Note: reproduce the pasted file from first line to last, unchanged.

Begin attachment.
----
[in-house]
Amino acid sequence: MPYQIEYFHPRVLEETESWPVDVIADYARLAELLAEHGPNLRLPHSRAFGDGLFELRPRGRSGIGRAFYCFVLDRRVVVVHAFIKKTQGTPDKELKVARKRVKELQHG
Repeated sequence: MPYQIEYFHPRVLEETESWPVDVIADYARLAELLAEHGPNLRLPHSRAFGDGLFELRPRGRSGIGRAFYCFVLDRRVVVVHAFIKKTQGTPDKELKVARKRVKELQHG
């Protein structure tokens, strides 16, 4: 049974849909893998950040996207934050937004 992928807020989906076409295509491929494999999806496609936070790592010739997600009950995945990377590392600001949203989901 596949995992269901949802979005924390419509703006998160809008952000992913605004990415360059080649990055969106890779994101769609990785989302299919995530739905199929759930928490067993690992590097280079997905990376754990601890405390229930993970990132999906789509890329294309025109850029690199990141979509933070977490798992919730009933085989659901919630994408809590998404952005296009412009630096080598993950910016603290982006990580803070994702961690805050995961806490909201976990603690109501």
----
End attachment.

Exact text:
[in-house]
Amino acid sequence: MPYQIEYFHPRVLEETESWPVDVIADYARLAELLAEHGPNLRLPHSRAFGDGLFELRPRGRSGIGRAFYCFVLDRRVVVVHAFIKKTQGTPDKELKVARKRVKELQHG
Repeated sequence: MPYQIEYFHPRVLEETESWPVDVIADYARLAELLAEHGPNLRLPHSRAFGDGLFELRPRGRSGIGRAFYCFVLDRRVVVVHAFIKKTQGTPDKELKVARKRVKELQHG
């Protein structure tokens, strides 16, 4: 049974849909893998950040996207934050937004 992928807020989906076409295509491929494999999806496609936070790592010739997600009950995945990377590392600001949203989901 596949995992269901949802979005924390419509703006998160809008952000992913605004990415360059080649990055969106890779994101769609990785989302299919995530739905199929759930928490067993690992590097280079997905990376754990601890405390229930993970990132999906789509890329294309025109850029690199990141979509933070977490798992919730009933085989659901919630994408809590998404952005296009412009630096080598993950910016603290982006990580803070994702961690805050995961806490909201976990603690109501």